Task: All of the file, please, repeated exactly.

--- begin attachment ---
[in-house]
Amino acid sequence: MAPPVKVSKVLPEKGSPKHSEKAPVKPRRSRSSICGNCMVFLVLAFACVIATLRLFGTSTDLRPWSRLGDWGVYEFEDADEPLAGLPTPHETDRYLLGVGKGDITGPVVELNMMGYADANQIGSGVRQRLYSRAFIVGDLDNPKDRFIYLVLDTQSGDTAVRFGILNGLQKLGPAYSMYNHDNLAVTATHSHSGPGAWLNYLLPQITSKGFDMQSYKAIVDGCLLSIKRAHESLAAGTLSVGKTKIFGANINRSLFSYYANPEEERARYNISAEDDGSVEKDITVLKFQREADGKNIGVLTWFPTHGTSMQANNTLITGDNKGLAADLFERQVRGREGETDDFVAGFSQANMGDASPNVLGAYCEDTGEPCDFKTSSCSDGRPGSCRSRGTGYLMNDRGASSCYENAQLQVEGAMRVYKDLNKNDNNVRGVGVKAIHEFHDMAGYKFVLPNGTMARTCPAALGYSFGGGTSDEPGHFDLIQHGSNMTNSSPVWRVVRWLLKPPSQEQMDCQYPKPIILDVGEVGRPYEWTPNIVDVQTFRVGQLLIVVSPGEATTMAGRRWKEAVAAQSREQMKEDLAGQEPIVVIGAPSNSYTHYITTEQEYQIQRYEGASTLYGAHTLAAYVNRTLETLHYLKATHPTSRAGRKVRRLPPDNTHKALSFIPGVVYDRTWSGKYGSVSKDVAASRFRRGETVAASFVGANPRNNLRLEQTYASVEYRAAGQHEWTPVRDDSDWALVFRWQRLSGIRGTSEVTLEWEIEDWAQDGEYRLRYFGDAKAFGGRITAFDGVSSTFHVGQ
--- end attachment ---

[in-house]
Amino acid sequence: MAPPVKVSKVLPEKGSPKHSEKAPVKPRRSRSSICGNCMVFLVLAFACVIATLRLFGTSTDLRPWSRLGDWGVYEFEDADEPLAGLPTPHETDRYLLGVGKGDITGPVVELNMMGYADANQIGSGVRQRLYSRAFIVGDLDNPKDRFIYLVLDTQSGDTAVRFGILNGLQKLGPAYSMYNHDNLAVTATHSHSGPGAWLNYLLPQITSKGFDMQSYKAIVDGCLLSIKRAHESLAAGTLSVGKTKIFGANINRSLFSYYANPEEERARYNISAEDDGSVEKDITVLKFQREADGKNIGVLTWFPTHGTSMQANNTLITGDNKGLAADLFERQVRGREGETDDFVAGFSQANMGDASPNVLGAYCEDTGEPCDFKTSSCSDGRPGSCRSRGTGYLMNDRGASSCYENAQLQVEGAMRVYKDLNKNDNNVRGVGVKAIHEFHDMAGYKFVLPNGTMARTCPAALGYSFGGGTSDEPGHFDLIQHGSNMTNSSPVWRVVRWLLKPPSQEQMDCQYPKPIILDVGEVGRPYEWTPNIVDVQTFRVGQLLIVVSPGEATTMAGRRWKEAVAAQSREQMKEDLAGQEPIVVIGAPSNSYTHYITTEQEYQIQRYEGASTLYGAHTLAAYVNRTLETLHYLKATHPTSRAGRKVRRLPPDNTHKALSFIPGVVYDRTWSGKYGSVSKDVAASRFRRGETVAASFVGANPRNNLRLEQTYASVEYRAAGQHEWTPVRDDSDWALVFRWQRLSGIRGTSEVTLEWEIEDWAQDGEYRLRYFGDAKAFGGRITAFDGVSSTFHVGQ